OSA is estimated to occur in 8 - 10,000 dogs per year in the United States, and it is highly malignant. (Tending to infiltrate, metastasize, and terminate fatally )
Cancerous lesions of the bone present most commonly between 2-8 years of age, with 7 years being the average age for presentation
According to the bone tumor database at the Animal Cancer Center at Colorado State University, 98% of 1,273 appendicular primary bone tumors diagnosed in dogs were OSA.
Osteosarcoma can develop in any bone but the limbs account for 75-85% of affected bones. The front legs are affected twice as often as the hind legs.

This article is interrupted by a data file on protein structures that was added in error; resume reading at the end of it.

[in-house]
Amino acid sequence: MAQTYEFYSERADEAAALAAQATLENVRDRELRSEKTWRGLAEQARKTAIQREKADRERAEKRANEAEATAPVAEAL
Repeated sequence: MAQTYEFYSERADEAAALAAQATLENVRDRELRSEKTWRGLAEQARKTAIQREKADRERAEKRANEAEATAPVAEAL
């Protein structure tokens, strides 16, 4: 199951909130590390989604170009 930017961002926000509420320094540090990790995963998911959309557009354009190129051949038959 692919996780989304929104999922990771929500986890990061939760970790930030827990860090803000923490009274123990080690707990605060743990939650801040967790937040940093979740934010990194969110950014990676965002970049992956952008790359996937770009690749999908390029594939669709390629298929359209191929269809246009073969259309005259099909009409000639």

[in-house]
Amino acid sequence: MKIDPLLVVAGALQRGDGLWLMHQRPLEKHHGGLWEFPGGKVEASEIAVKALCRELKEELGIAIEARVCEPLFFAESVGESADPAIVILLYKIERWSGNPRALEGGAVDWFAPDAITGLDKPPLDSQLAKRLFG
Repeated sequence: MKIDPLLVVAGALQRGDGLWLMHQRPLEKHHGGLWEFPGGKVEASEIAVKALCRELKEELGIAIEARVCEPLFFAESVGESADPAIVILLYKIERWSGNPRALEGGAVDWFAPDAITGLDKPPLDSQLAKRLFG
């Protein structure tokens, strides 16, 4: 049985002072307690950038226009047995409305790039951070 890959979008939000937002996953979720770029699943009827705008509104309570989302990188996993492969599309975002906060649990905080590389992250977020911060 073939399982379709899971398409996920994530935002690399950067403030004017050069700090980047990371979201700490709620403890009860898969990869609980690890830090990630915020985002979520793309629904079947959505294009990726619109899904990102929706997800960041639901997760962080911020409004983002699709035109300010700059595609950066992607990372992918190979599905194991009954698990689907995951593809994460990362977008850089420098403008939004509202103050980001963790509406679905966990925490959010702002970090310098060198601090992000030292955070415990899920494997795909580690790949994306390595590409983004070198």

Giant breeds have a greater risk for developing Osteosarcoma, and males have a slightly higher risk than females for this form of cancer.
With local disease control alone (amputation or limb sparing), the 1 year survival rate is les than 10%, and most patients succumb to pulmonary metastasis. (Relating to or affecting the lungs)